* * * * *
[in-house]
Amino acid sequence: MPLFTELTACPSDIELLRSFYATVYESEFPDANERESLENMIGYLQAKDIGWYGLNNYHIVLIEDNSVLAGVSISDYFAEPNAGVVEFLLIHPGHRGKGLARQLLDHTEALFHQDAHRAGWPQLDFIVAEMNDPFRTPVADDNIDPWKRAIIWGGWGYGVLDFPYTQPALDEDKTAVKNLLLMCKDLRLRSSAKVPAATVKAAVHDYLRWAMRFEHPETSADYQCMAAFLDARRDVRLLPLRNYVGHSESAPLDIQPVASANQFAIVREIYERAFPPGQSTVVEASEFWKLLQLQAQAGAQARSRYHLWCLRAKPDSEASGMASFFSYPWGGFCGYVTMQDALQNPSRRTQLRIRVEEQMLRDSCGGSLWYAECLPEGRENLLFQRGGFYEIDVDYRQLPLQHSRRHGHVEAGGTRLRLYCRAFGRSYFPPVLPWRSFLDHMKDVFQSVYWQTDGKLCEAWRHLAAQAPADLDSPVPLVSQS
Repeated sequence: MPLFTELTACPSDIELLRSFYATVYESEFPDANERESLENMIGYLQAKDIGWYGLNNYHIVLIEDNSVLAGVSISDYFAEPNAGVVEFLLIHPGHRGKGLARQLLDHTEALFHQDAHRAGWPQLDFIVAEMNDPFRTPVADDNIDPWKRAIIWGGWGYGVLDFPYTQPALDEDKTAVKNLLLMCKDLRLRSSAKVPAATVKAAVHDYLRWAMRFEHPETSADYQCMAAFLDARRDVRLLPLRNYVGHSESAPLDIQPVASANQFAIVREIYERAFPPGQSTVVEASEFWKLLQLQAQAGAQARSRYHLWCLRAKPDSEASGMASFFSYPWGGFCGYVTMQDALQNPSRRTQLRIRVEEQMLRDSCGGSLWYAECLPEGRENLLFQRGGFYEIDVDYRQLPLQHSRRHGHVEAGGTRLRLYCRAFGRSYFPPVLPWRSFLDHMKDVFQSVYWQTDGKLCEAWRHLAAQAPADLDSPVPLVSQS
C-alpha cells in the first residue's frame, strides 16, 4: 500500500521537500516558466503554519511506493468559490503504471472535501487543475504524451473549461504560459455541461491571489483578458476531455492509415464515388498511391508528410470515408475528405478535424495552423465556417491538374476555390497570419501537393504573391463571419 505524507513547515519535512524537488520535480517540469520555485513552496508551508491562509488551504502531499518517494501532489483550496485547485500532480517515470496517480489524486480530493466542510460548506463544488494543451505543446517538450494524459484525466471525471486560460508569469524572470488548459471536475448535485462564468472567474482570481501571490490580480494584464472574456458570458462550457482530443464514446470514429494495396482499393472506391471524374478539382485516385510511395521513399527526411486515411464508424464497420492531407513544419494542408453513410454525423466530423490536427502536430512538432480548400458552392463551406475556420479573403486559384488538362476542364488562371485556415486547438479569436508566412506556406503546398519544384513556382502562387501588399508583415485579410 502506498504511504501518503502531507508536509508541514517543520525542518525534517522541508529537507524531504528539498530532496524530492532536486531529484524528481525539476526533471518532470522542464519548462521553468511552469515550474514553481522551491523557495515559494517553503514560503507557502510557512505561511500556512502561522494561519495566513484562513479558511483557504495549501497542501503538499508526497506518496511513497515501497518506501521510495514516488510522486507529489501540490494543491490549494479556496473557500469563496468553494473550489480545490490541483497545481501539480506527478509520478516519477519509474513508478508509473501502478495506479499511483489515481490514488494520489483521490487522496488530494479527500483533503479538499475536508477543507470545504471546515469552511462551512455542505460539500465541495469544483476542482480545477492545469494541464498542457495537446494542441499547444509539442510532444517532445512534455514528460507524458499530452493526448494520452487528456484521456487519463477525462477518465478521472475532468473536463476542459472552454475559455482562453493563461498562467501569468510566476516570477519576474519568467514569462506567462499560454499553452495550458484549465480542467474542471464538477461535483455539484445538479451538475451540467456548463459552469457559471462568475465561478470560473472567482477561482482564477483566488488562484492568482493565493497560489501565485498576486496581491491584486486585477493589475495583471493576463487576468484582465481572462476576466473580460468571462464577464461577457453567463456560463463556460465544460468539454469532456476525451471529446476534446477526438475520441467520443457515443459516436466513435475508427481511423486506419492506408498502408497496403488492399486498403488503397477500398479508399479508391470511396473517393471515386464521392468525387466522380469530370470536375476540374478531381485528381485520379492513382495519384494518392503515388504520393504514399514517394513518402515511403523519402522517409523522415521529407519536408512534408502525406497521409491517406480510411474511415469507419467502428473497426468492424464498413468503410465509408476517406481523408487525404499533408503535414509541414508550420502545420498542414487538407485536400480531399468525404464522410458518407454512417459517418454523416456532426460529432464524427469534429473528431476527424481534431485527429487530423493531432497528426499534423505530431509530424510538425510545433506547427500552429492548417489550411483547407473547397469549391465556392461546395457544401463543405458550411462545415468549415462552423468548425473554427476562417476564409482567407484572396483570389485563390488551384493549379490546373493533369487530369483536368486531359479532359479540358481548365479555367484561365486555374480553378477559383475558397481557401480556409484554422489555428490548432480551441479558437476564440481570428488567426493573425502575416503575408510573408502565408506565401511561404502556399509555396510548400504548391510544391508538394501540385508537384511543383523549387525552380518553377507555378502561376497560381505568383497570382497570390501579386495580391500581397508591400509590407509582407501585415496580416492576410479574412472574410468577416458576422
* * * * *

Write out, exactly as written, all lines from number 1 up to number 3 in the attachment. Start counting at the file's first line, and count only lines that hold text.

[in-house]
Amino acid sequence: MPLFTELTACPSDIELLRSFYATVYESEFPDANERESLENMIGYLQAKDIGWYGLNNYHIVLIEDNSVLAGVSISDYFAEPNAGVVEFLLIHPGHRGKGLARQLLDHTEALFHQDAHRAGWPQLDFIVAEMNDPFRTPVADDNIDPWKRAIIWGGWGYGVLDFPYTQPALDEDKTAVKNLLLMCKDLRLRSSAKVPAATVKAAVHDYLRWAMRFEHPETSADYQCMAAFLDARRDVRLLPLRNYVGHSESAPLDIQPVASANQFAIVREIYERAFPPGQSTVVEASEFWKLLQLQAQAGAQARSRYHLWCLRAKPDSEASGMASFFSYPWGGFCGYVTMQDALQNPSRRTQLRIRVEEQMLRDSCGGSLWYAECLPEGRENLLFQRGGFYEIDVDYRQLPLQHSRRHGHVEAGGTRLRLYCRAFGRSYFPPVLPWRSFLDHMKDVFQSVYWQTDGKLCEAWRHLAAQAPADLDSPVPLVSQS
Repeated sequence: MPLFTELTACPSDIELLRSFYATVYESEFPDANERESLENMIGYLQAKDIGWYGLNNYHIVLIEDNSVLAGVSISDYFAEPNAGVVEFLLIHPGHRGKGLARQLLDHTEALFHQDAHRAGWPQLDFIVAEMNDPFRTPVADDNIDPWKRAIIWGGWGYGVLDFPYTQPALDEDKTAVKNLLLMCKDLRLRSSAKVPAATVKAAVHDYLRWAMRFEHPETSADYQCMAAFLDARRDVRLLPLRNYVGHSESAPLDIQPVASANQFAIVREIYERAFPPGQSTVVEASEFWKLLQLQAQAGAQARSRYHLWCLRAKPDSEASGMASFFSYPWGGFCGYVTMQDALQNPSRRTQLRIRVEEQMLRDSCGGSLWYAECLPEGRENLLFQRGGFYEIDVDYRQLPLQHSRRHGHVEAGGTRLRLYCRAFGRSYFPPVLPWRSFLDHMKDVFQSVYWQTDGKLCEAWRHLAAQAPADLDSPVPLVSQS